My recent work attempts to delineate the boundary between the inner and outer realms of the body. I am specifically interested in revealing the body’s experience through sense perception. My aim is to expand the boundaries of perception to whole body, which I believe to be the domain of basic human experience. For me, the limitation of the corporeal is also the starting point to explore the body’s vulnerability and make an inquiry into the nature of human existence. I am exploring the opaque and ambiguous world between oblivion and memory, and the dichotomy between the resilient, yet vulnerable body and my recoverable, rather strong selfness. By transmitting my own experience using these images and spatial structure, I am experimenting with cognitive expansion and probing the shared domain of human experience, where similarity of images begins to form a symbolical linguistic system.
My work is centered on the social act of publishing. I use the tone of authority inherent in the printed word to explore the comforts and limits of community, exploring both the language we use to communicate and the stories that we tell ourselves about who we are. I enjoy the ways in which language can be used to prevent communication as easily as it can be used to foster it. I aim to create interior monologues and alternate histories, and exploit the kinds of interior lapses in time that reading creates.
Much of my recent work takes the history of science as a starting point and inspiration. I have been focused on two concurrent bodies of work. The first is a series of informational pamphlets, distributed through the postal service to a changing list of recipients. The most recent issues have looked at codes and their use in secret communication, the measurement of time, the distribution of scientific knowledge through the printed word, and the use and reuse of the minor islands of New York harbor. All of these began with research, drawing, and the accumulation of source material, combined into an easily digested, portable format that can be shared among a chosen group of people. The pamphlets are printed using the obsolete technology of letterpress and relief printmaking, reflecting in their form the history of publishing.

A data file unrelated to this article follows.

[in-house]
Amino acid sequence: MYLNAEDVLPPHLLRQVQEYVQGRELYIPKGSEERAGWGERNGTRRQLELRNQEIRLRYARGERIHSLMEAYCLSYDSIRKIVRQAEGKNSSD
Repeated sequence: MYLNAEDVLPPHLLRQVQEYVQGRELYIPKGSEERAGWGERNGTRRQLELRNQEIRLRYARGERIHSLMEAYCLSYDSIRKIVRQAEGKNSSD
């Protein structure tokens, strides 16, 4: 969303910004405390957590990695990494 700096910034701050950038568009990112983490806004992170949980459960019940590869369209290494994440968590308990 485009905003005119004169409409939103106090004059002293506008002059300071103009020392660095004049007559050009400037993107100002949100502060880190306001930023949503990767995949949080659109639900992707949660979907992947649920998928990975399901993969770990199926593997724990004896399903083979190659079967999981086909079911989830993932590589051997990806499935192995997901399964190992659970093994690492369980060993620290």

The second project is a field guide to extinct birds. This guide looks at the history of birds books, the rapid pace of extinction, and the reasons behind the disappearance of certain species. I am interested in documenting how we remember that which is no longer here, at a time when much of nature is rapidly disappearing. At the same time, I have lingering questions in mind about the relationship between obsolescence and extinction, and between the amateur and the expert. This project includes a limited edition book, as well as a website documenting both the individual bird species, and my production process while printing and binding the field guide itself. You can see the project at www.fieldguidetoextinctbirds.com.
My ideas are concerned with otherness, self-consciousness and displacement. Iʼve made work inspired by women in my family, labor, dislocation, psychology, myth, art history, magic realism and symbols. I interrogate the way in which historical hierarchies inform and condition current identity constructions. Iʼm specifically interested in how these constructions manifest through the (mostly female) body: how they are received, internalized and then regurgitated by it.
Living between the U.S. and the D.R. (and having lived in Belgium for a while) has made me aware of my own difference and subjectivity depending on context. Reflecting on this, my work has transitioned from identity constructions in a personal and intimate manner (meditating on gender roles in relation to domesticity, family structure and my upbringing in the Dominican Republic) to acknowledging wider landscapes, examining transnational and transcultural exchanges.